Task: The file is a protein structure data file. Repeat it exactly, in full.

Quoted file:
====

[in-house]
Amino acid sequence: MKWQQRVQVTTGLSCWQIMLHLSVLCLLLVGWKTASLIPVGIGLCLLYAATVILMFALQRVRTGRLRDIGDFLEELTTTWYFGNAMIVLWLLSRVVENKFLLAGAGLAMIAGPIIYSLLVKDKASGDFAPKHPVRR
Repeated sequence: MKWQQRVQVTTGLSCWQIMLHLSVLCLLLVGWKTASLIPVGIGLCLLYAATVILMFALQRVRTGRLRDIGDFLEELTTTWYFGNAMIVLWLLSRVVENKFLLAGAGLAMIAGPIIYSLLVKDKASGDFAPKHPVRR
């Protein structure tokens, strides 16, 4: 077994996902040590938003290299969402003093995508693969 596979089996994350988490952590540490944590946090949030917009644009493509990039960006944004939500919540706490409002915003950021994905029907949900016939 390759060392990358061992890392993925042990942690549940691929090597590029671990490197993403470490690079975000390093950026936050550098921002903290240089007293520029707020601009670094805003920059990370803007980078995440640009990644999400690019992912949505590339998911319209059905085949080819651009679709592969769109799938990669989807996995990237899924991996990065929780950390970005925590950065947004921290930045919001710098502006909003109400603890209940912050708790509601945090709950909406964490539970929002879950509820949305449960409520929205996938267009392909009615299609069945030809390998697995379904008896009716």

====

[in-house]
Amino acid sequence: MKWQQRVQVTTGLSCWQIMLHLSVLCLLLVGWKTASLIPVGIGLCLLYAATVILMFALQRVRTGRLRDIGDFLEELTTTWYFGNAMIVLWLLSRVVENKFLLAGAGLAMIAGPIIYSLLVKDKASGDFAPKHPVRR
Repeated sequence: MKWQQRVQVTTGLSCWQIMLHLSVLCLLLVGWKTASLIPVGIGLCLLYAATVILMFALQRVRTGRLRDIGDFLEELTTTWYFGNAMIVLWLLSRVVENKFLLAGAGLAMIAGPIIYSLLVKDKASGDFAPKHPVRR
């Protein structure tokens, strides 16, 4: 077994996902040590938003290299969402003093995508693969 596979089996994350988490952590540490944590946090949030917009644009493509990039960006944004939500919540706490409002915003950021994905029907949900016939 390759060392990358061992890392993925042990942690549940691929090597590029671990490197993403470490690079975000390093950026936050550098921002903290240089007293520029707020601009670094805003920059990370803007980078995440640009990644999400690019992912949505590339998911319209059905085949080819651009679709592969769109799938990669989807996995990237899924991996990065929780950390970005925590950065947004921290930045919001710098502006909003109400603890209940912050708790509601945090709950909406964490539970929002879950509820949305449960409520929205996938267009392909009615299609069945030809390998697995379904008896009716």